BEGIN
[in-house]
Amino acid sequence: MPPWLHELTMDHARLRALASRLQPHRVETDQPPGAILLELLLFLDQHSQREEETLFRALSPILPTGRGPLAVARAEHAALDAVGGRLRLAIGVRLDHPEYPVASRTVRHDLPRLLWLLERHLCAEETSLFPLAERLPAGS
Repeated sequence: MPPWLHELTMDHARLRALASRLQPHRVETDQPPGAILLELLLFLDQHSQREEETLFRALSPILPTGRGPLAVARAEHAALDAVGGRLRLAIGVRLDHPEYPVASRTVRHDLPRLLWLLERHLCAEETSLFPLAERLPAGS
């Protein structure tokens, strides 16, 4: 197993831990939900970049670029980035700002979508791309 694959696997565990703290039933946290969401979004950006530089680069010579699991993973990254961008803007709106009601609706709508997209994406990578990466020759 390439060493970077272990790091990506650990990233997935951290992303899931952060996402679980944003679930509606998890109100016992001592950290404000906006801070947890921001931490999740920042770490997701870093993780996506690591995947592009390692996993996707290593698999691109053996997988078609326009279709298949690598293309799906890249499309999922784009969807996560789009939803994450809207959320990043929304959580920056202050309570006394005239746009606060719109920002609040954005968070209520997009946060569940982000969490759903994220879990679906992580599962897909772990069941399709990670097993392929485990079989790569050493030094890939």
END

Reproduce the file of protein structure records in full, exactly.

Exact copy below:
[in-house]
Amino acid sequence: MPPWLHELTMDHARLRALASRLQPHRVETDQPPGAILLELLLFLDQHSQREEETLFRALSPILPTGRGPLAVARAEHAALDAVGGRLRLAIGVRLDHPEYPVASRTVRHDLPRLLWLLERHLCAEETSLFPLAERLPAGS
Repeated sequence: MPPWLHELTMDHARLRALASRLQPHRVETDQPPGAILLELLLFLDQHSQREEETLFRALSPILPTGRGPLAVARAEHAALDAVGGRLRLAIGVRLDHPEYPVASRTVRHDLPRLLWLLERHLCAEETSLFPLAERLPAGS
């Protein structure tokens, strides 16, 4: 197993831990939900970049670029980035700002979508791309 694959696997565990703290039933946290969401979004950006530089680069010579699991993973990254961008803007709106009601609706709508997209994406990578990466020759 390439060493970077272990790091990506650990990233997935951290992303899931952060996402679980944003679930509606998890109100016992001592950290404000906006801070947890921001931490999740920042770490997701870093993780996506690591995947592009390692996993996707290593698999691109053996997988078609326009279709298949690598293309799906890249499309999922784009969807996560789009939803994450809207959320990043929304959580920056202050309570006394005239746009606060719109920002609040954005968070209520997009946060569940982000969490759903994220879990679906992580599962897909772990069941399709990670097993392929485990079989790569050493030094890939």